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Compound words whose meaning can very easily be learned from the simple word together with the prefix or suffix, have been omitted, the import of such prefixes and suffixes being carefully given.

Thus, the authors have aimed to furnish, in a small compass, a kind of First Book in the acquisition of the meaning of the English language, to be used in schools and families; which, with fidelity on the part of teacher and pupil, will, they trust, not only aid in accomplishing this great object, but in forming, also, accuracy of thought, propriety of diction, correctness of taste, and soundness of moral principle.


The long vowels are marked thus; hāte, here, mine, globe, cube, rhyme. The short vowels are marked thus; hăt, pěn, pin, not, nŭt, hymn.

The figure 1 over a, denotes the sound of a, as in bår.

The figure 2 denotes the sound of u, as in båsh..
The figure 3 denotes the sound of a, as in båll.
The figure 4 denotes the sound of a, as in wåd.
The figure 5 denotes the sound of u,

The figure 6 denotes the sound of o,

ş sounds like z; as in roșe.

as in bird.

as in move.

A dot under the t, in th, denotes that th sounds as in the, thine.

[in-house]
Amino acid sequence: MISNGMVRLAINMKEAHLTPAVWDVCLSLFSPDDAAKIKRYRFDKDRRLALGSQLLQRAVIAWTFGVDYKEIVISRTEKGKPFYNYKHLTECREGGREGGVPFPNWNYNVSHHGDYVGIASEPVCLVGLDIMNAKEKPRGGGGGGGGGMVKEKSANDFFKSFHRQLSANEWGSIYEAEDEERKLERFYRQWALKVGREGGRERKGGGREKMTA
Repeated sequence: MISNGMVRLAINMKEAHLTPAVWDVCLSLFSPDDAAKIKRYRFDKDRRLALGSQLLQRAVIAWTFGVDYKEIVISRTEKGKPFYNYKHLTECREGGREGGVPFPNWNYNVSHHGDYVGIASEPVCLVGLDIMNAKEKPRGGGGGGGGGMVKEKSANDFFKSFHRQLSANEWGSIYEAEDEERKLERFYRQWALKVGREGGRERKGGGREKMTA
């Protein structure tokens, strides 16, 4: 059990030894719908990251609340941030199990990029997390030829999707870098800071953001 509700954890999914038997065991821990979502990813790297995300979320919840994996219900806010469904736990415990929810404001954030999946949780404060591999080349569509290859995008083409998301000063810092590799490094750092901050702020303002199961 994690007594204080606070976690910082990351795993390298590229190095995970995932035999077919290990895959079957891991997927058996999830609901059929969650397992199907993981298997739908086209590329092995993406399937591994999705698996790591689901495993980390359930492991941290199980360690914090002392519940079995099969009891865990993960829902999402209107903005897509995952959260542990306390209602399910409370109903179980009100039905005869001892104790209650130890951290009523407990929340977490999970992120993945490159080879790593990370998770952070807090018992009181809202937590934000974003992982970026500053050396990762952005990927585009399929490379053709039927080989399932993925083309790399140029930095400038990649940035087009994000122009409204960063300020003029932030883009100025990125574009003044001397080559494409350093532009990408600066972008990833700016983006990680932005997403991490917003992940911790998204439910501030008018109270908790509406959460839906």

Th without this dot, is sounded as in thin, thistle.

The accented syllable is denoted by the figure, or the mark of a long or short vowel, placed over it; as bår gain, căp tive, de plōre;-except in a few cases, where the accent (') is used for this purpose, as com pound'.

Where no illustration is added to a definition, it is separated from the succeeding definition by a period and a dash.

Unless otherwise designated, ai sounds as in pain; ay, as in play; ea, as in heat; ēē, as in tree; ēi, as in de ceit; õa, as in board; oi, as in point; oy, as in boy; ou, as in pound; ow, as in cow.

Silent letters are printed in italics; as in chasm, dearth, course.



In such words as chance, grant, and disaster, the sound of a, as in many other dictionaries, is denoted by the figure 1, as in bår, although the true sound lies between this and the sound of a as in măn. The sound of a as

in căre, and of a as in fate, as in most other dictionaries, is denoted by the same mark, although there is a difference between them. To attempt to distinguish accurately these and other similar variations of vowel sounds in an elementary work, might serve only to perplex the learner, and the living voice will prove his best guide.